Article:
Thursday, June 07, 2007

'Caribbean Corals in Danger of Extinction'

A 7 June press released from Conservation International and IUCN says a new (sic) study shows that Caribbean coral species "are dying off, indicating dramatic shifts in the ecological balance under the sea":
The study found that 10 percent of the Caribbean’s 62 reef-building corals were under threat, including staghorn and elkhorn corals. These used to be the most prominent species but are now candidates to be listed as Critically Endangered on the IUCN Red List of Threatened Species...
The study, which analyzed data on Western Tropical Atlantic corals, seagrasses, mangroves and algae, is "the first in a series of Global Marine Species Assessments (GMSA) of key marine primary-producers on a global scale"
...Next to corals, mangroves appear to be the hardest hit. Mangrove cover in the region has declined by 42% over the past 25 years, with two of the eight mangrove species now considered Vulnerable to extinction and two more in Near Threatened status...

...The scientists noted that some healthy Caribbean coral reefs still exist in well-managed marine protected areas such as Bonaire Marine Park in the Netherlands Antilles. Direct human impacts are reduced in these areas allowing most corals to thrive; however, thermal stress from global warming affects all corals in the Caribbean and must be reversed if these refuges of Caribbean beauty are to survive...

“The Caribbean tourism industry relies heavily on the beauty and health of its sea life,” said Dr. Kent Carpenter, GMSA Director. “Concentrated marine conservation and a global effort to halt man-induced climate change are necessary to preserve this vital economic engine in the region.”
At the time of writing, the press release is not posted in the relevant sections of the web sites of CI or IUCN. Photos are posted here.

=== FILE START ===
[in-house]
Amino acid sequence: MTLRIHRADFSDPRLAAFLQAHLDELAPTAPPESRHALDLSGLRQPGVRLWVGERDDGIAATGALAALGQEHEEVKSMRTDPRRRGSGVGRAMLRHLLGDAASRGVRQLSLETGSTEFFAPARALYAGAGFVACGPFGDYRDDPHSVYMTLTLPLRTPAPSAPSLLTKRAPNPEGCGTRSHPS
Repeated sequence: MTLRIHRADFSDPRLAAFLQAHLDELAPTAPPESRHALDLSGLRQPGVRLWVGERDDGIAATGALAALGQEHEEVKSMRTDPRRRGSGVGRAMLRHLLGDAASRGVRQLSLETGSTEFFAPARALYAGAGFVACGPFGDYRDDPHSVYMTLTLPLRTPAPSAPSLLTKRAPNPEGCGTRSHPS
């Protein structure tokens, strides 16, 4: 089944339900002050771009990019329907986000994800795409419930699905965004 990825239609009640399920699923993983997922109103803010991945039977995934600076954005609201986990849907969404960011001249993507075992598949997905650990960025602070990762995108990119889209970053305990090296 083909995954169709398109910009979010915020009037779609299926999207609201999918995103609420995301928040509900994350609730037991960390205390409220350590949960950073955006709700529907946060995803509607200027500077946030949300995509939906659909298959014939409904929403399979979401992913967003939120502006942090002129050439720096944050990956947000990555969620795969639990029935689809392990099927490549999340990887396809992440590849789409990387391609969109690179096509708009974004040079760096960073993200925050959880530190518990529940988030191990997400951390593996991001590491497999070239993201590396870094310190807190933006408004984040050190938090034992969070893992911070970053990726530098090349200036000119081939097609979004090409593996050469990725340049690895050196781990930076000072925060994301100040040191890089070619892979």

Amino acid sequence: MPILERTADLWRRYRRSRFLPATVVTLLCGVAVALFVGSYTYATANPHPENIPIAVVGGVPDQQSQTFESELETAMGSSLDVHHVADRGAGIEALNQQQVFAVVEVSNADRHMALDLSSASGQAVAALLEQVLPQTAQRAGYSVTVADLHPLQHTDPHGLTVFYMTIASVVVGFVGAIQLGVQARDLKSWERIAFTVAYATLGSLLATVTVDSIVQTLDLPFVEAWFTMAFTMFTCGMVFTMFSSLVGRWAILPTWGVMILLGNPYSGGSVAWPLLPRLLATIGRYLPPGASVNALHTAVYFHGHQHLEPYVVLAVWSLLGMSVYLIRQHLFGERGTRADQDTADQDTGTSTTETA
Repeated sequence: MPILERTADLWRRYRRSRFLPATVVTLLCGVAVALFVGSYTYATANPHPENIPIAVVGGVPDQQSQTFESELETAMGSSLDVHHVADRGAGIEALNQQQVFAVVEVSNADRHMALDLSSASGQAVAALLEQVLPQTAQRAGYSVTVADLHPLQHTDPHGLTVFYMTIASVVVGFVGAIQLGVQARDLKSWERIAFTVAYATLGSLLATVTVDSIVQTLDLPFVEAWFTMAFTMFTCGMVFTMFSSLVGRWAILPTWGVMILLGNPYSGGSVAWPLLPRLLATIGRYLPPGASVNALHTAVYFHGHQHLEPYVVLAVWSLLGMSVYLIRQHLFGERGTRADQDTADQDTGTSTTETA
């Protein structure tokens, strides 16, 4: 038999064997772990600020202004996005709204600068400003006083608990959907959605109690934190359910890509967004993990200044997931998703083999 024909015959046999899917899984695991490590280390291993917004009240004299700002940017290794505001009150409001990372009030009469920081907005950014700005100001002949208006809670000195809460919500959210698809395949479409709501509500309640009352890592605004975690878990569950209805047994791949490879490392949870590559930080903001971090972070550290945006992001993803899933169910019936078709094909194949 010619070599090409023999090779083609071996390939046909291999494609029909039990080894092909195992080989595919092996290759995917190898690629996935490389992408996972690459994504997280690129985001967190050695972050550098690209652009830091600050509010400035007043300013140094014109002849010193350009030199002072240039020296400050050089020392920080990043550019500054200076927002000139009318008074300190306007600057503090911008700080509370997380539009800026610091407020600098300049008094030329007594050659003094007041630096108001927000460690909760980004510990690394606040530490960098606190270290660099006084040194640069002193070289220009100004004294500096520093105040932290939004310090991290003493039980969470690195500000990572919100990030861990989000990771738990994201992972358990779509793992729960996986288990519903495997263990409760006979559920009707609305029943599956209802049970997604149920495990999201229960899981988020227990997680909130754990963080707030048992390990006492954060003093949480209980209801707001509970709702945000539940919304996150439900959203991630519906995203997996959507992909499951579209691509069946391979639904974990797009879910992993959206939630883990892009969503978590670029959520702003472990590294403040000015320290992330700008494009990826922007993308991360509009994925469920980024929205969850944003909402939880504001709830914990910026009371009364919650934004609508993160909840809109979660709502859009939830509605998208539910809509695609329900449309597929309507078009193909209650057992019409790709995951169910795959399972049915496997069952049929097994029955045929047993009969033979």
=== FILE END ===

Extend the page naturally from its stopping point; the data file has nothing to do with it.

[P.S. 10 June Not everyone is convinced that corals are wll protected in Bonaire. See comment attached to this post]

4 Comments:

Anonymous Thomas J. Goreau said...

Why circulate more false claims of discovery?

Gee, we've only been saying this for 50 years, based on direct observations. Where were they?

The claim that Bonaire is in excellent shape is only true in comparison to other places now, not how it used to be. Take a look at Jeff Houdret's photographs on the GCRA web site showing that the coral grew all along the shore to the surface so that one could not swim out from shore, so every hotel dynamited channels to let the swimmers out. Now one can only find a handful of tiny remnants of dead coral fragments from this once wonderful reef. The long term Bonaire photographic monitoring data,. which I have looked at, shows continuous decline, but they do not allow it to be published. When James Cervino and I found coral diseases all over Bonaire 10 years ago the response was to accuse us of being a plot against their tourism industry, and the head of the Bonaire Marine Park was almost fired for letting us look. Even today you can't say "coral diseases" without her involuntarily cringing.

10:35 am  
Anonymous Jeffrey Houdret said...

I dove in Bonaire probably five times or more in the late 70's and early 80's. When I photographed the reef growing out of the water (See:
http://globalcoral.org/Bonaire%20Underwater%20in%2019701980.htm), the water was distinctly cool. We always wore 1/8th wetsuits or shorties. The last time I was there a few years ago, the water was noticeably warmer.

Admittedly in the 80's, we generally went to Bonaire during the Christmas holidays, and my last trip there was in the fall.

I recall a conversation in 1980 with Peter Hughes who observed, "How can the sun be so damned hot and the water so damned cold". Not particularly scientific but you get the drift.

The other observation is that, the magnificent near shore reef that grew out of the water has been totally destroyed. This reef was perhaps 10 to 15 feet in depth and 20 feet from the shoreline. But, the deeper reef along the wall at 80 feet + is still there. Not as robust as in the 70's but it lives.

Jeff Houdret

5:51 pm  
Anonymous Jeffrey Houdret said...

This comment has been removed by a blog administrator.

5:51 pm  
Anonymous Jeffrey Houdret said...

This comment has been removed by a blog administrator.

5:51 pm  

Post a Comment

Subscribe to Post Comments [Atom]

Links to this post:

Create a Link

<< Home